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  1. Aseel Al-Ansari1,
  2. Chrispother Rickards1,
  3. Linzi Thomas2,
  4. Steve Bain3
  1. 1 Morriston Hospital
  2. 2 Singleton Hospita
  3. 3 Swansea University


We present the case of a 25 year old previously healthy female who became unwell with abdominal pain and vomiting a day after taking part in a half marathon and was found to have a pseudo-obstruction requiring laparotomy. Post surgery she developed a dry mouth and urinary retention and was consistently tachycardic with labile blood pressure. She developed one episode of parotitis which resolved with antibiotics. Family history included relatives with Addison's disease, hypothyroidism and Raynaud's phenomenon.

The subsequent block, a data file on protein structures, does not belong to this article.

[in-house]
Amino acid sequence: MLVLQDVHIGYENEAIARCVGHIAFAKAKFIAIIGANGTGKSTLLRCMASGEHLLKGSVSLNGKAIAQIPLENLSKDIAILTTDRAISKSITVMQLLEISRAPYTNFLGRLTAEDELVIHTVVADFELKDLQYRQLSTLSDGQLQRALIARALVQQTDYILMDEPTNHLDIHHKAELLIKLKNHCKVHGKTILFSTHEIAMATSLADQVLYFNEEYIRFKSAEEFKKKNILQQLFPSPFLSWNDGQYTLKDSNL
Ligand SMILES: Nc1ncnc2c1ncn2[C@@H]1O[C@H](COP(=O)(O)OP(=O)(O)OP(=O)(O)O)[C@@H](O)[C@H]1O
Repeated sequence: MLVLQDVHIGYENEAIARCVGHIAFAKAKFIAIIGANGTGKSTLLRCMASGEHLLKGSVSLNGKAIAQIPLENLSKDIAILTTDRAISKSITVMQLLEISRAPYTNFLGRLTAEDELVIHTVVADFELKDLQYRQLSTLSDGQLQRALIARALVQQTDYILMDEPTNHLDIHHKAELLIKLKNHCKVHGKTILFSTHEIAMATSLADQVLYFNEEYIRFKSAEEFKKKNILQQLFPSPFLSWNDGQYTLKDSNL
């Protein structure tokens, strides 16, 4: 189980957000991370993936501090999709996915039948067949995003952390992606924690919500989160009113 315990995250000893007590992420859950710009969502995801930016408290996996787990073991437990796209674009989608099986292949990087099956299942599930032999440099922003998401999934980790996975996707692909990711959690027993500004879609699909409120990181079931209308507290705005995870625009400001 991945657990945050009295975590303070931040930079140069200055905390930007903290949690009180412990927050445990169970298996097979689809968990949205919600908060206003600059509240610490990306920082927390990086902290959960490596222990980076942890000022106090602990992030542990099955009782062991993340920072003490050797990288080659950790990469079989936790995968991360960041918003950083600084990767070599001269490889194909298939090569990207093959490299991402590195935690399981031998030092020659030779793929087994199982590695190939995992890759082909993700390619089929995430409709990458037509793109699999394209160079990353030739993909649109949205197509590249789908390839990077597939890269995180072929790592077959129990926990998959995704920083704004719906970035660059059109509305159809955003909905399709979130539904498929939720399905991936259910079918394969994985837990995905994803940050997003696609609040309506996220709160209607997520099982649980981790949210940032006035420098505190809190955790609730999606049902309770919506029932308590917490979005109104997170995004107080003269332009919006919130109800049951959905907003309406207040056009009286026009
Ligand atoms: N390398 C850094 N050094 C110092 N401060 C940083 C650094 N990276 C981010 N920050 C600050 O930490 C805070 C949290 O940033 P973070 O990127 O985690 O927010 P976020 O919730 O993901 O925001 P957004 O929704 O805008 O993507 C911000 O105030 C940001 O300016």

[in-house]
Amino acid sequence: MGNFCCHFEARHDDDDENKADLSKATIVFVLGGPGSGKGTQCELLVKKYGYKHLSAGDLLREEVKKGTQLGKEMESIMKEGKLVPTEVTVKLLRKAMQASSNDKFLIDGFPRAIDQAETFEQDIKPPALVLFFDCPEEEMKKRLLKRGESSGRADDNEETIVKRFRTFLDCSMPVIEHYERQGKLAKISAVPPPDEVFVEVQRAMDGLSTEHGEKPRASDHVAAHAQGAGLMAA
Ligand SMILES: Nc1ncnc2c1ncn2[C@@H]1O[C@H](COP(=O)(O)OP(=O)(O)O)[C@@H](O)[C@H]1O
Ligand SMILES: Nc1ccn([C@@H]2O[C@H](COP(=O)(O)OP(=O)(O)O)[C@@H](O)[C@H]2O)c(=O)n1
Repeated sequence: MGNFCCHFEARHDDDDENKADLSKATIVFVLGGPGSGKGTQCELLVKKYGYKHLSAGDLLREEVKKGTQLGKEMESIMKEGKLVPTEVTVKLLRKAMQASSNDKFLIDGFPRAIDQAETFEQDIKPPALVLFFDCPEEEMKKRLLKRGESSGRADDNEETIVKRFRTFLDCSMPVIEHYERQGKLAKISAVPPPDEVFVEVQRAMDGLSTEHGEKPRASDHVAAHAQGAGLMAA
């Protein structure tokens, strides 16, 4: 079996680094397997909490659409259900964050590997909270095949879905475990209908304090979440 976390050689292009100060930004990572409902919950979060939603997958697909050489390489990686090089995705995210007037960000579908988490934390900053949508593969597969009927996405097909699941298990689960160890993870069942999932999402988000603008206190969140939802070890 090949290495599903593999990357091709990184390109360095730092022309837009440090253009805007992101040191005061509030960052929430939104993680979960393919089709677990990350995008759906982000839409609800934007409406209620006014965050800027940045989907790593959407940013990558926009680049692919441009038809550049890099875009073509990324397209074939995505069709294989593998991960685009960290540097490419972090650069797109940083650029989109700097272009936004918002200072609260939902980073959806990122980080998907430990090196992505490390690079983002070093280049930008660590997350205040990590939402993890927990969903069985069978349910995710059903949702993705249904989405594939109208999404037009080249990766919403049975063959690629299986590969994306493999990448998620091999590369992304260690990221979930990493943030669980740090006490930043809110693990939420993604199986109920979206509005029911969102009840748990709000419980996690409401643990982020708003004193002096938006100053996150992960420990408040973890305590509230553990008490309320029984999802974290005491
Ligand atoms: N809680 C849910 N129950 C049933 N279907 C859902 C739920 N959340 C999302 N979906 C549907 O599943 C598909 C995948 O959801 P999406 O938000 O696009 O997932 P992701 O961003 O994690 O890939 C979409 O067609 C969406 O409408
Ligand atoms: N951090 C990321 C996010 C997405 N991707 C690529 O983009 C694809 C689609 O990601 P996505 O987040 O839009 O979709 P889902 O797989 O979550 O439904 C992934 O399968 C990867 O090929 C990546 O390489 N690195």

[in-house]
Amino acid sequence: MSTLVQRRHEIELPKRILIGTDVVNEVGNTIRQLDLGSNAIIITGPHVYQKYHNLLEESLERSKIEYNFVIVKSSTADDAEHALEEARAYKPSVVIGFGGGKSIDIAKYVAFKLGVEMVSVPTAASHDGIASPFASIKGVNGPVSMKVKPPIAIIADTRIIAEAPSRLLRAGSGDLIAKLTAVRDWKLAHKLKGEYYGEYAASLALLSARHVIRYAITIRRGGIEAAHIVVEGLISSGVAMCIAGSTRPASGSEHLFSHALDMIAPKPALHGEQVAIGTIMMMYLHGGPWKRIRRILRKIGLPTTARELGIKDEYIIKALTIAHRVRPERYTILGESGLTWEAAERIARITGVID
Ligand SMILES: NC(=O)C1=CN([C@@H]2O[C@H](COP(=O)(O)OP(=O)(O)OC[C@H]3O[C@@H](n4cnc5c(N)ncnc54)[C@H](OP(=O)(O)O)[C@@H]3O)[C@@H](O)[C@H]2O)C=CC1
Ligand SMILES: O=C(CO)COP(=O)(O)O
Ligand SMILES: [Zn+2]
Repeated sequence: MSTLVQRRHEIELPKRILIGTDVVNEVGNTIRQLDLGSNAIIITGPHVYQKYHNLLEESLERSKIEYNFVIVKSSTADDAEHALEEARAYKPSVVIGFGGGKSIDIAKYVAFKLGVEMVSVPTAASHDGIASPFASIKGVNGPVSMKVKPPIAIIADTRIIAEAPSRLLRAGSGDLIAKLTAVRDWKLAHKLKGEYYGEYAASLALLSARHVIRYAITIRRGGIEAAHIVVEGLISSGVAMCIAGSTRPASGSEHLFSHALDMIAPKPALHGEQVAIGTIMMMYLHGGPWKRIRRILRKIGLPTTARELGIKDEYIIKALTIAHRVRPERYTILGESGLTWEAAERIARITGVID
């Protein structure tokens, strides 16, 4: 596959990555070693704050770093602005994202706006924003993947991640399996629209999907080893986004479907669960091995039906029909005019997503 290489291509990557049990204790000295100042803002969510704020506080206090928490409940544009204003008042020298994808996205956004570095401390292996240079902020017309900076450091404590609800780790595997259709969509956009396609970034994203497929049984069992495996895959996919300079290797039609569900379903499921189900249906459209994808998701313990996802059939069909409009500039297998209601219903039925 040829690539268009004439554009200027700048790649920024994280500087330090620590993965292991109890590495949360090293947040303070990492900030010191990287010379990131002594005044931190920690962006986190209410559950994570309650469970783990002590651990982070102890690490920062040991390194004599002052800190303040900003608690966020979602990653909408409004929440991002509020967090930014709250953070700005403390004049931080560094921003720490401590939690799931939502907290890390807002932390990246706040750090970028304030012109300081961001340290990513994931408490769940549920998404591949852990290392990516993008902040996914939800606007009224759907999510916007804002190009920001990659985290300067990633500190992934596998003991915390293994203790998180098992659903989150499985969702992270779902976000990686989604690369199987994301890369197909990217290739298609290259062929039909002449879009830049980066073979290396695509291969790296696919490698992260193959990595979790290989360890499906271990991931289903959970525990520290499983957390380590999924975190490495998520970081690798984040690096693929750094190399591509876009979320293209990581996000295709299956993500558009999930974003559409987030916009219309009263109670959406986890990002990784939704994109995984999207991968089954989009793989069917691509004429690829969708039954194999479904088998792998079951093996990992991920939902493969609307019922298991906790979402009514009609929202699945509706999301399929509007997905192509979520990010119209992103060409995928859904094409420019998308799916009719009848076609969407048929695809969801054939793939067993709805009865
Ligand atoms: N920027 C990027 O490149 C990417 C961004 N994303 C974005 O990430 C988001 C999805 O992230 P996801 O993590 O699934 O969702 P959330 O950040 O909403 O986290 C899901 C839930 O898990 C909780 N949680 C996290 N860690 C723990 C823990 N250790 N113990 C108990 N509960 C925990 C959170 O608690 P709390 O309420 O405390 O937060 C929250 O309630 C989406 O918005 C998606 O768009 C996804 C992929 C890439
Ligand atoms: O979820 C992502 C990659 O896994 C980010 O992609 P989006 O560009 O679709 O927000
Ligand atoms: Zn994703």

Neurological examination was normal. There were no other findings to suggest systemic autoimmune disease. Vasculitic screen was normal. Other desirable tests included porphyria screen, HIV serology and nerve conduction studies. Initial treatment with IV Methylprednisolone resulted in little improvement. IVIG and plasmapheresis likewise were not beneficial. Despite this, gradual improvement was noted over a period of several months to near normality. There have been no relapses to date.

The differential diagnosis of pandysautonomia is wide and in this particular case Sjogrens disease, Guillain-Barré syndrome, porphyria, HIV infection and paraneoplastic aetiology were amongst the differentials. Autoimmune autonomic ganglionopathy was also considered given absence of evidence for other conditions, although in this case anti-ganglionic AChR antibodies were negative.

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